Sure, our use case here is a bit different, since we’re not looking to only capture entries on when a record changes. To provide us visibility into how the sales pipeline has developed over time, we would need to capture a snapshot of the pipeline status at predetermined intervals.
Scheduling Snapshots of CRM Data
One of my favorite features in CRM 2015 version is Rollup Fields, which I’ve already covered in a number of earlier posts on this blog (including the gotchas you need to be aware of). This feature also comes in handy if we want to build a custom snapshot entity to store the count or sum of records related to it. In this scenario for monitoring sales pipeline development, which I presented in my MSDynamicsWorld.com webcast “A Non-Developer’s Guide to Smarter Sales Processes in Microsoft Dynamics CRM 2015”, what we’ll do is make a 1:N relationship between our custom Snapshot entity and the opportunity entity. This in turn will allow us to create Rollup Fields that will summarize the count and revenue of the related opportunities onto the Snapshot record. By having a snapshot per each stage of our sales process, we will get the attributes needed for drawing the kind of chart shown above, to visualize the trend of opportunity count and estimated revenue development per week.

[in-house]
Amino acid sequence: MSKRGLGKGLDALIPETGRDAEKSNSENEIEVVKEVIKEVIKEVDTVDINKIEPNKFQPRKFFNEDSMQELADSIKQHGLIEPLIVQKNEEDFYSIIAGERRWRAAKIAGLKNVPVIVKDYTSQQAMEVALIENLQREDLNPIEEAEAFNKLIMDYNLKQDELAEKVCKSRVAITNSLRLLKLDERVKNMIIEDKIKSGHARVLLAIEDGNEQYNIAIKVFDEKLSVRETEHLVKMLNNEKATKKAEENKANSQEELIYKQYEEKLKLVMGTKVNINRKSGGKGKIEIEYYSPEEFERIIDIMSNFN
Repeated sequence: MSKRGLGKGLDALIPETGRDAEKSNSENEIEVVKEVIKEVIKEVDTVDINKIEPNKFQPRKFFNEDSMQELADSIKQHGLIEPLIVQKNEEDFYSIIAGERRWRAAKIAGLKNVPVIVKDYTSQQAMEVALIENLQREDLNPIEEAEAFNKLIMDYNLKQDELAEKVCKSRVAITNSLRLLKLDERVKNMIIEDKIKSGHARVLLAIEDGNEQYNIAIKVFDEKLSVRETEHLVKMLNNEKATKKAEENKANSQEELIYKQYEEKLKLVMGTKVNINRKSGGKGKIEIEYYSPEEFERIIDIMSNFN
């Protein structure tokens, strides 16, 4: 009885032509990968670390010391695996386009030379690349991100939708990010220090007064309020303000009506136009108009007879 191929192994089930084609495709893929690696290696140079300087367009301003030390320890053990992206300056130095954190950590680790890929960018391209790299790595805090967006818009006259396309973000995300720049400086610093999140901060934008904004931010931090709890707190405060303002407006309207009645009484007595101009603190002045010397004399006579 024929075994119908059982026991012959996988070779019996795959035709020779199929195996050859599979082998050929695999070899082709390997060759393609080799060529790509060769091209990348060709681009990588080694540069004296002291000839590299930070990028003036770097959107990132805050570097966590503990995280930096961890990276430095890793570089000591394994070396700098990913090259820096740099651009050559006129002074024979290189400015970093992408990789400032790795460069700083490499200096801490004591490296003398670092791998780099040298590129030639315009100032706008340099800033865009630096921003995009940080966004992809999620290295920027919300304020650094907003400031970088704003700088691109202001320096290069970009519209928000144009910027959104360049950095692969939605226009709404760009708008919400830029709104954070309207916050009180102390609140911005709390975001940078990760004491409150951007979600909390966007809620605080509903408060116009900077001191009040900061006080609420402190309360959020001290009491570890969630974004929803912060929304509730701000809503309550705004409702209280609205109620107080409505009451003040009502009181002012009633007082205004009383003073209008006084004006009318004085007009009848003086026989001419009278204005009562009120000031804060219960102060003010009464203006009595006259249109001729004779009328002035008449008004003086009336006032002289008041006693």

The detailed steps for the required customizations can be found from the following SlideShare presentation:
The one missing ingredient that we still need to think about is how to automate the capture of these snapshots. What Dynamics CRM still doesn’t offer out-of-the-box is the ability to schedule recurring workflow processes in an easy way, to perform an automated task every X days. Luckily there are workarounds for scheduling such bulk data processing tasks with using nothing but the CRM platform, and one of the best solution’s I’ve come across is the Scheduling recurring Dynamics CRM workflows with FetchXML solution from Lucas Alexander. I’ve already shown you how to use this solution for monitoring Rollup Field Values with workflows and the same logic can be applied in this scenario, too. Only this time we don’t send a weekly email blast to CRM users, rather we’ll just create new snapshot records to store the opportunity count and total estimated revenue per sales stage.
Alright, that concludes my Smarter Sales Process for CRM 2015 series, at least for now. As mentioned at the start, do check out part 1 and part 2, as well as the YouTube recording of the live demos if you’re interested for more details on the topic. Hopefully these examples have given you some new ideas on what kind of solutions you can build with the Dynamics CRM 2015 customization tools. If you’ve got any thoughts on what kind of no-code customization scenarios you’d be interested in seeing in the Surviving CRM blog in the future, please feel free to leave a comment!